From the Toronto Star, Saturday, February 14, 1983
Two-day-old Cassidy Jane Lefevre was stolen from Gracefield Hospital, snatched from the nursery between 1:00 and 3:00 a.m. The hospital is cooperating with the official investigation. Cassidy’s parents, Bottle-Up magnates Gina and Daniel Lefevre, are devastated at the loss of their first child. Five million dollars is offered for the return of their baby. There are no suspects but there are a few people of interest, including a missing nurse.
In the past year, four newborns have been abducted from hospitals in Quebec and Ontario. Is there a black market?
Mary scanned the rest of the five-month-old article. It sounded so ugly. Some people were so desperate for a baby they didn’t know where else to turn. Kids deserved parents who’d love them, not keep them as prizes. Rich people were all the same.
“Excuse me. Would you like something to eat or drink?”
Mary looked blankly at the stewardess. “Something to drink…oh…no. No. I’m fine, thank you.” Mary folded the clipping and stuffed it in the brown envelope she’d propped beside her hip, shuffling the baby to her other arm.
“She sure is cute.” Smiling, the stewardess tilted her head, opened her mouth and clicked her tongue.
“Well, thank you. I think she is too. She’s a beauty. My best…g-grandchild yet.” Mary looked down at the baby sleeping in her arms, then back at the stewardess. She beamed at her. “Aren’t you just the sweetest thing to say so. Thank you. It means a lot when others notice what I think is true.”
“What’s her name?”
Mary’s hand shook as she patted her carefully coiffed, dull gray hair. Her scalp itched, but she didn’t dare scratch. The wig would no doubt shift, so she restrained herself, glad the charade was almost over. “C-candy.”
“How about you? Do you have kids?”
“Oh, that’s a shame. Why, I bet you’d be the best mom ever. It would sure be the cutest tyke, too. You with your blonde hair and blue eyes.”
“Thanks.” She grinned at Mary before shifting her gaze to wink at the baby. “Sorry, but I’ve got to keep moving. Excuse me.”
The stewardess’ eyes darted from Mary to the man beside her. Mary leaned on the armrest between them, closing the distance. His head whipped around to stare at her, his shoulder bumping her cheek. She smiled indulgently at him before shaking her head and shrugging her shoulders. The stewardess nodded in acknowledgement, rolling her eyes as if saying, “men.”
Mary took a deep calming breath, reminding herself that this was almost over.
As soon as the attendant moved off, asking others what they wanted, Mary sat upright. She looked around; her gaze met a pair of blinking, owlish green eyes, partially hidden by streaky lenses that looked thick as the bottom of a Coke bottle. She pursed her lips as she frowned at her seatmate. He nervously pushed up his glasses before sticking his nose into the stack of papers in his hand. Rooting through the pages scattered over his tray and the empty seat beside him, he was soon oblivious to her.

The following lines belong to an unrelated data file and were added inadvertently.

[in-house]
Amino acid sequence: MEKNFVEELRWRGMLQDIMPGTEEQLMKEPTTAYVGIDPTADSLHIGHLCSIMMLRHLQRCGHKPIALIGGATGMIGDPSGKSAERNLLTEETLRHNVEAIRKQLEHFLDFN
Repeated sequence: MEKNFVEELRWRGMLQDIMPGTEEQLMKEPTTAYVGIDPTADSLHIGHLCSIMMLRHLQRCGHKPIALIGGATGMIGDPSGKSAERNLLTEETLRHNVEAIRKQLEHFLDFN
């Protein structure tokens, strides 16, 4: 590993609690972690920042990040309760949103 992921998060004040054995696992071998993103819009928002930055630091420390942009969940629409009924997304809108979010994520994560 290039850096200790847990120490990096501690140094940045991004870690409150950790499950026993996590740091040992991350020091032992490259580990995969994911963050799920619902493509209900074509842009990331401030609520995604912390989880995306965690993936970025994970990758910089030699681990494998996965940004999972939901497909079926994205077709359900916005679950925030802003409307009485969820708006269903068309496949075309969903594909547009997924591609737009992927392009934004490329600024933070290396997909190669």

Mary had been tempted to ask him to scoot over so she’d have more space for the baby but was glad she hadn’t. Better that people think they’re together. She almost reached out and rubbed the smudge of makeup she’d left on the shoulder of his blue shirt. Absently, she gently patted her hand over her face, hoping that the wrinkles that had taken hours to make hadn’t been disturbed. Her pale face powder felt a bit creased, just like it was supposed to. She relaxed a tad.
Mary shifted the baby to the side so she could reach under the seat in front of her. The infant cried out. “Hold on.” She snagged the diaper bag and stuffed the paper inside. “All right. All right. Do you have to wake up screaming all the time? Cripes, you’re worse than…my… youngest ever was. And man, could she scream.” She stifled a groan at her near-mistake. She’d be so glad when this pretend stuff was over. She grabbed the pacifier and plopped it into the baby’s mouth, who gave a mulish look before starting to suck on the rubber stopper with the suction of a vacuum.
The plane jerked — hard. Mary clutched the baby to her chest as she whipped her head around, trying to see what was going on. The man beside her dropped his chest onto the tray table, arms splayed wide, securing all his paperwork. He tilted his head and his bulging green eyes met her glance.
The voice came over the speaker. “We’re experiencing some turbulence. Everyone please return to your seats and fasten your seatbelts.”
Mary looked out the window. Gray clouds, low-hanging and heavily laden, filled her view. Lightning streaked by, followed by a loud rumble. The plane jerked and shuddered.